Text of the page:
Han’s appearance in both films playing a demolition worker alongside real workers raises some interesting questions about the “documentary” nature of Dong. It seems to share here the aesthetics of Jia’s fiction filmmaking, where questions of form — the composition of the image, the placement and movement or lack of movement of the camera, shot length — have as important a role as a film’s content, and the way that content reflects a social reality. This slippage between documentary and artifice inDong is interesting, but the film itself is a minor work of limited appeal. One of its problems is that although Jia feels a generational and artistic affinity with Liu, Liu’s painting style — the focus of Dong — is of the most banal representational realism, far away from the challenges of Jia’s aesthetics. Moreover, the second half of Dong is very weak, with the scenes in Bangkok, in striking contrast to those in Fengjie, appearing touristic and inauthentic.
Irrespective of the limitations of Dong, Jia’s achievement in its companion piece Still Life is quite stunning; and it is based on two very simple, parallel storylines. They’re also Jia’s means of personally investing himself in the Fengjie setting, of relating himself as an outsider to the local people, as both of the film’s main characters come from his own home province of Shanxi — the setting of his first three films, Xiao Wu(1997); Platform (2000), his masterpiece (and one of the great films of world cinema of the last decade); and Unknown Pleasures (2002).
Both these Shanxi characters have come to Fengjie in search of their respective spouses. Sanming is a miner who bought a mail-order bride from Fengjie but allowed her to return home with their young daughter. He hasn’t seen either for sixteen years, and he’s keen on tracking down his wife in order to see his daughter. For her part, Shen Hong is a nurse who hasn’t seen her husband Guo Bin in two years — he’s abandoned his post in a state factory and is now involved in a company running the demolitions (there are intimations that small-time gangster muscle is being used to enforce them), and he’s deliberately left Shen Hong with a less-than-complete mobile phone number, to restrict the ability to contact to himself. So Shen Hong enlists the help of an old pal of Guo Bin’s, archaeologist Wang Dongming (Wang Hongwei, another Jia regular, with lead roles in Xiao Wu and Platform and minor ones elsewhere).
Two points are worth making about these storylines. One is that they are less clearly drawn than might appear from my description. Rather, their content is slowly revealed in the steady accumulation of scenes that just as much privilege other aspects of the film’s world: the backdrop of the mighty Yangtze River, scenes of demolition, Sanming’s developing relationships with the landlord of the hostel he stays at or with his fellow demolition workers, and in particular with the young hoodlum Brother Mark, who names and models himself after the Chow Yun-Fat character in John Woo’s A Better Tomorrow (1986). There’s a marvellous long take of a conversation between the two over a restaurant meal: the scene’s formalism gives it as much weight as its parallel at the end of the film when Sanming finally sits down to talk with his wife in another long single-shot scene.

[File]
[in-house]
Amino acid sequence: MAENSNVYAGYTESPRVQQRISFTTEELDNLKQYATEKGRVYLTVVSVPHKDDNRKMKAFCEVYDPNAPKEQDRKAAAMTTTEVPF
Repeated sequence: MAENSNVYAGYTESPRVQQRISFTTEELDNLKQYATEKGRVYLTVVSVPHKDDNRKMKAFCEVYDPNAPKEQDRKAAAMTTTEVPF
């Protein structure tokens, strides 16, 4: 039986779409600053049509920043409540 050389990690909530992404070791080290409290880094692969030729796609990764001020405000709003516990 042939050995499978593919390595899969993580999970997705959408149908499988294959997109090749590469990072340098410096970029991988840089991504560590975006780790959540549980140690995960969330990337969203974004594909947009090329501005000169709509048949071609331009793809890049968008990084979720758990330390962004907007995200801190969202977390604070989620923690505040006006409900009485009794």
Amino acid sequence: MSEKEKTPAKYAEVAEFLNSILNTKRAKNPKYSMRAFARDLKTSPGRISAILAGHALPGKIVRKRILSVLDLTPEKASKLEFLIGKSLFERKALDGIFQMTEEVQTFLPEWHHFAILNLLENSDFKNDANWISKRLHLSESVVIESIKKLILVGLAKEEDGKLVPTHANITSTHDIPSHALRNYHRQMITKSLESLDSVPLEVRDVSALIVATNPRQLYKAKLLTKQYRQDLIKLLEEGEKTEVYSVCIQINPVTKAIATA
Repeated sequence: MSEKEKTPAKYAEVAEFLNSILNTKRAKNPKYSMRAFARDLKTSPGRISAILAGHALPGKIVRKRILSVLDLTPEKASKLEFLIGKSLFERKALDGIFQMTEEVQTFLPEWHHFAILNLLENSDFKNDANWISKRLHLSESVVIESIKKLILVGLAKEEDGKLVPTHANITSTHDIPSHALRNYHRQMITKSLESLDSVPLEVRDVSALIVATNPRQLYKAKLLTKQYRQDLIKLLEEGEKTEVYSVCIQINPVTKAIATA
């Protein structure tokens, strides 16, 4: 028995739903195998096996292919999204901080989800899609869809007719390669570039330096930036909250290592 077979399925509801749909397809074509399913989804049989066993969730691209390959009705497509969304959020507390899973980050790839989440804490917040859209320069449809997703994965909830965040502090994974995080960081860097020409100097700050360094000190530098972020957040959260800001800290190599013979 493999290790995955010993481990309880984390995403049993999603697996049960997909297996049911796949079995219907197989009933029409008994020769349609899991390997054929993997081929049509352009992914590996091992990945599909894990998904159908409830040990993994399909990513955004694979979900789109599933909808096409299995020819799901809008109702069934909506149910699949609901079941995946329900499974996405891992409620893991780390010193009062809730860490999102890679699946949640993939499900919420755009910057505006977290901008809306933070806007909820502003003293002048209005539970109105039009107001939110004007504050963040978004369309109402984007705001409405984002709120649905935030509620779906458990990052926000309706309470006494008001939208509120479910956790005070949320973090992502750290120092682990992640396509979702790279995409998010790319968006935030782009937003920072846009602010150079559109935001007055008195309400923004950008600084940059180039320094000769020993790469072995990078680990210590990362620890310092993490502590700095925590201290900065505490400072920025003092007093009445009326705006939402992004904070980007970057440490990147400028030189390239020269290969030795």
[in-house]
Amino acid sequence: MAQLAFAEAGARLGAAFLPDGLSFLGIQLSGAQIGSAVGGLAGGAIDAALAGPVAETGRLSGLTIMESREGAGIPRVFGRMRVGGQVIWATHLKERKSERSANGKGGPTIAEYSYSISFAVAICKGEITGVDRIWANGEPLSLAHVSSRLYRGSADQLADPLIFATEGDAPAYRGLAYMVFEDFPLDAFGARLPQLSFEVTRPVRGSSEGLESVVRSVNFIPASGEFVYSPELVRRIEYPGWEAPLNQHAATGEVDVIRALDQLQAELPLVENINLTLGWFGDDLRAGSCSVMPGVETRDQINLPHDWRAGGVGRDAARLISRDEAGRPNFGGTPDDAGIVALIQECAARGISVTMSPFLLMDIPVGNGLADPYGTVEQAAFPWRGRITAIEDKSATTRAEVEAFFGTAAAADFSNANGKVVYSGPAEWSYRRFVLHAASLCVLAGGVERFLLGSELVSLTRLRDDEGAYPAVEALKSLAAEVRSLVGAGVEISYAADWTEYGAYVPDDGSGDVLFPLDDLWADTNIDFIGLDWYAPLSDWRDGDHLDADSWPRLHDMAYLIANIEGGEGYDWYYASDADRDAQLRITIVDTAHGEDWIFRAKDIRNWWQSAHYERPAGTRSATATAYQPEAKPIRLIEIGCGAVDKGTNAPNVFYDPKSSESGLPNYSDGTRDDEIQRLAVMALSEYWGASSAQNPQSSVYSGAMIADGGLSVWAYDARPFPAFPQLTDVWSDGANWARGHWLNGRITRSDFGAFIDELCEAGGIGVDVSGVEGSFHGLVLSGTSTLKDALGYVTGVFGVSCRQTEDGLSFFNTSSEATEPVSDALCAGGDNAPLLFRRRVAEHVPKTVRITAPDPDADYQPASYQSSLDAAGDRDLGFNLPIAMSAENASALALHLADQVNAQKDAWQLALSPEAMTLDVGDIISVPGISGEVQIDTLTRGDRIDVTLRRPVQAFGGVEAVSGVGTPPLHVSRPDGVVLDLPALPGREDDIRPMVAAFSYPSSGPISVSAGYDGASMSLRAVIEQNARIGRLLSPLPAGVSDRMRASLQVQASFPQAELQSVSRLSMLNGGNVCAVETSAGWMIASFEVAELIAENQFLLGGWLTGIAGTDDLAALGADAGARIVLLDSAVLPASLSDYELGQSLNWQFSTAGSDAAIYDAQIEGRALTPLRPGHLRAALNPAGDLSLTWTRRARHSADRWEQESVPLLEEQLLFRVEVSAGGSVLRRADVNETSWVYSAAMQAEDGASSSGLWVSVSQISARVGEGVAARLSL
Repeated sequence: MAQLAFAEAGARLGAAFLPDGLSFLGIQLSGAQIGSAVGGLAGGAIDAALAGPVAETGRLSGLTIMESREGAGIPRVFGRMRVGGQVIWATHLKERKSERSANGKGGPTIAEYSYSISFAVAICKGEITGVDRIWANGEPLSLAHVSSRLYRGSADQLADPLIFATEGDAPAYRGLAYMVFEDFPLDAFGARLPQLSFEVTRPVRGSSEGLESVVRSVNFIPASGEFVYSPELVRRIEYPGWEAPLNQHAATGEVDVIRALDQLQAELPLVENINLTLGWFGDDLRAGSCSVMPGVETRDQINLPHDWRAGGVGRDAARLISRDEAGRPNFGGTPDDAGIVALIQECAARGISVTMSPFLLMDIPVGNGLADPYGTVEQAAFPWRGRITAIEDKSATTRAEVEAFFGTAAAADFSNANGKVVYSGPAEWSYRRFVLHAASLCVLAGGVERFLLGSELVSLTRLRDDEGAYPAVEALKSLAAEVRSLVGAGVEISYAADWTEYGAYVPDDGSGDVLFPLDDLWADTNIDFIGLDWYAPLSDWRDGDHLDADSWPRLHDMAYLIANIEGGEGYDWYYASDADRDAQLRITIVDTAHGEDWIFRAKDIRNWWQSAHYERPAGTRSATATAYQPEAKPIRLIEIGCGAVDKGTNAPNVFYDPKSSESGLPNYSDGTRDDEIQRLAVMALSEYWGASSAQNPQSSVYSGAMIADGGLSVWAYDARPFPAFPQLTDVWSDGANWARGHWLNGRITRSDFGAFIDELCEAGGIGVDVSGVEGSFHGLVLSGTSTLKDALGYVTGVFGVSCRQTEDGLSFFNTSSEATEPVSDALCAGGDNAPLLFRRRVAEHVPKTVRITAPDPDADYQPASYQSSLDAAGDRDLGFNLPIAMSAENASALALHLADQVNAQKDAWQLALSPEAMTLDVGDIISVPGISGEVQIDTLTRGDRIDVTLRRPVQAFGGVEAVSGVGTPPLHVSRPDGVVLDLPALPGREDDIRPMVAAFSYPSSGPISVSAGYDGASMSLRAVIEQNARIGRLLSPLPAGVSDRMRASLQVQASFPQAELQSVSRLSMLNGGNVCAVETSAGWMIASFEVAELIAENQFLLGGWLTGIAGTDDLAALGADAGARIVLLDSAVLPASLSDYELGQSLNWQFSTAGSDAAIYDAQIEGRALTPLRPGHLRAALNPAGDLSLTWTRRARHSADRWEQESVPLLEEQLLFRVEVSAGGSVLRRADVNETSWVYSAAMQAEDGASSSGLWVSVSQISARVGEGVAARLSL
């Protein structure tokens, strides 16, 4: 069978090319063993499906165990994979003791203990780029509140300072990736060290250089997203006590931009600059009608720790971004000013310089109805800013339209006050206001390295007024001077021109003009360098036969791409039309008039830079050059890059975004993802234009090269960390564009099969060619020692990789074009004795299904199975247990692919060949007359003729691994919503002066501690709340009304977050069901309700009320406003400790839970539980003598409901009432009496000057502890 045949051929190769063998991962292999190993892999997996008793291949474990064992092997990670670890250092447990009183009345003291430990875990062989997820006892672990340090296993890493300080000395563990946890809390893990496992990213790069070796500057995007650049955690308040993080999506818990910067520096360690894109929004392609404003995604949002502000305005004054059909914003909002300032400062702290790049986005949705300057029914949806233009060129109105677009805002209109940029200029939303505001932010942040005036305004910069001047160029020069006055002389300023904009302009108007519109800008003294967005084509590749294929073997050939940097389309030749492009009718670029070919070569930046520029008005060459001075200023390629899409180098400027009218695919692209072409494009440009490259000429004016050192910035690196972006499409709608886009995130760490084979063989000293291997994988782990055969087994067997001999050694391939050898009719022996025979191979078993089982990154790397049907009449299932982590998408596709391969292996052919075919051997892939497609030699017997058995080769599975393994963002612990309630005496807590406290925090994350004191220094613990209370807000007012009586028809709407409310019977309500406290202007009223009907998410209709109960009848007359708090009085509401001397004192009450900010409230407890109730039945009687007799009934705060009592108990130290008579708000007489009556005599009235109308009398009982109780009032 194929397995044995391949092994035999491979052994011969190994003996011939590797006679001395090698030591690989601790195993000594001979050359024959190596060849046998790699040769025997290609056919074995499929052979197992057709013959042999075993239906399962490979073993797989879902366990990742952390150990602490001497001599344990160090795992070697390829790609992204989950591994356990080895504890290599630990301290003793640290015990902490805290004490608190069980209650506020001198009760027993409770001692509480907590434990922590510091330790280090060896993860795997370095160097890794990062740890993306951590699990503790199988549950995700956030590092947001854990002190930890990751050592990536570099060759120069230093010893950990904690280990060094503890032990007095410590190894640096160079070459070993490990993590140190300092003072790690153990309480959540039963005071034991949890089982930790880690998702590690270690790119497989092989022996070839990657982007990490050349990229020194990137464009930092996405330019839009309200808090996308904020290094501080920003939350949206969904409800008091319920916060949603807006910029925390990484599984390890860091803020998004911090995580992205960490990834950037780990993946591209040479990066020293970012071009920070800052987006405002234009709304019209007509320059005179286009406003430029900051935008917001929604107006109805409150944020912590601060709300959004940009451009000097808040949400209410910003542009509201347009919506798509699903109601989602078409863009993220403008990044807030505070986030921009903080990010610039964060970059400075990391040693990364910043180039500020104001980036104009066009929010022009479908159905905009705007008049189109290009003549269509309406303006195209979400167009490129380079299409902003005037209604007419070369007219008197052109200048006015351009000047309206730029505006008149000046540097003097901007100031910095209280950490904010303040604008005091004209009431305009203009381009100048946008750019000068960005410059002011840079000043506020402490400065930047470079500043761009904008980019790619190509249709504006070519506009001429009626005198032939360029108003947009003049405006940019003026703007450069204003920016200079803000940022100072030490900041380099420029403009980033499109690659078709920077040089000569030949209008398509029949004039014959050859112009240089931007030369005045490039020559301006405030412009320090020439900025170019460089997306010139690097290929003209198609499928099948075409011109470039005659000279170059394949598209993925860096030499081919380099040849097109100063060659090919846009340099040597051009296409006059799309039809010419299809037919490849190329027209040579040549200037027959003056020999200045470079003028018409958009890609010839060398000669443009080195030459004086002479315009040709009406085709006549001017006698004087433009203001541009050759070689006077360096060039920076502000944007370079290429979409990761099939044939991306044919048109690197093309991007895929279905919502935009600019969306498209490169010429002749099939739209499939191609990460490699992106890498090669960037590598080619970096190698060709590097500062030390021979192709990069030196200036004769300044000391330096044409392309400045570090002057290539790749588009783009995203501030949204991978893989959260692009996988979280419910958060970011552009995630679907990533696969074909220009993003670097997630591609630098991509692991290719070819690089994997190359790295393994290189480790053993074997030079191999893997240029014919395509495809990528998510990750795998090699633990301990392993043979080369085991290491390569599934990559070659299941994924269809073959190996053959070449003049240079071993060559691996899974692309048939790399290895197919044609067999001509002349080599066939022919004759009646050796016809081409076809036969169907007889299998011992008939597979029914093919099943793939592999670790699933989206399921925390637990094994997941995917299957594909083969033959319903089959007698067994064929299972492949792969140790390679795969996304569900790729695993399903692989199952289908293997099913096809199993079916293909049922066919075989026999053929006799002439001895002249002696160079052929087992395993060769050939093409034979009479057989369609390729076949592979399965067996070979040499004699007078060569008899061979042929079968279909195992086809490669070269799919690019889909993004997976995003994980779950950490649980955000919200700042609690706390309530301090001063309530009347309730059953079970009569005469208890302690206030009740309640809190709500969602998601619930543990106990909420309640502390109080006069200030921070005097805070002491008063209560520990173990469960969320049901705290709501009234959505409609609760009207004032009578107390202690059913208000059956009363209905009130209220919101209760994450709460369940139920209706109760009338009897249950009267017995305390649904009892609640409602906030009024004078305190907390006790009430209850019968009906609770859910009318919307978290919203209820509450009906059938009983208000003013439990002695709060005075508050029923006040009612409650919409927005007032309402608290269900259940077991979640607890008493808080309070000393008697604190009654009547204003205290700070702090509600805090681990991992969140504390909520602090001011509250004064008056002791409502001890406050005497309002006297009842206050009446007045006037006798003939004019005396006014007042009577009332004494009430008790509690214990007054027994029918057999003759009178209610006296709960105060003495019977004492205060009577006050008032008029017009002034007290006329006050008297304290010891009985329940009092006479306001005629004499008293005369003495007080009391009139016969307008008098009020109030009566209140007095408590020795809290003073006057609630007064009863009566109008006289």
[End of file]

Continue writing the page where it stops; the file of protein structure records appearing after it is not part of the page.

The second point is a structural one, that the two storylines are successive rather than parallel. In fact, Sanming’s story is interrupted by Shen Hong’s, and it is only when Shen Hong’s story is concluded and she departs Fengjie that we return to Sanming. Although the two never meet, Jia links the two through his editing, initially through a science-fiction moment that’s something of a surprise given the strong realist surface of the film, when a flying saucer streaks across the sky. In the first shot, the camera pans left away from Sanming as he stands looking out over the river, leaving him out of frame; the camera now comes to a standstill and the flying saucer makes its appearance over the hills, shooting off-screen to the right. There’s then a cut to Shen Hong, looking screen-left against the backdrop of the river, and the pan now goes in the opposite direction, to the right as Shen Hong turns from her left-profile, following the saucer as it streaks across the sky to vanish over the hills.
These science-fiction elements — there’s another one when Shen Hong observes a strange structure literally take off like a rocket, and they’re presaged by the sci-fi tone of the scenes of the white-suited sanitation workers suddenly appearing with their spray equipment among the near-naked bodies of the demolition workers — are a device that operates similarly to the animated text messages in The World. In both cases, they break the dominant realist tone of the films and highlight the abstract qualities of Jia’s visual style, the way the forward movement of the narrative can find itself suspended in favour of an attention to the play of colour and form in the image. (Still Life‘s opening shots are a good example of this, where the narrative element is minimal and the image shifts in and out of focus.) Still, in the end I’m not convinced that there’s actually much meaning to the appearance of the UFO and the rocket, although the use of the former in linking Sanming and Shen Hong is economic, effective, and resonant.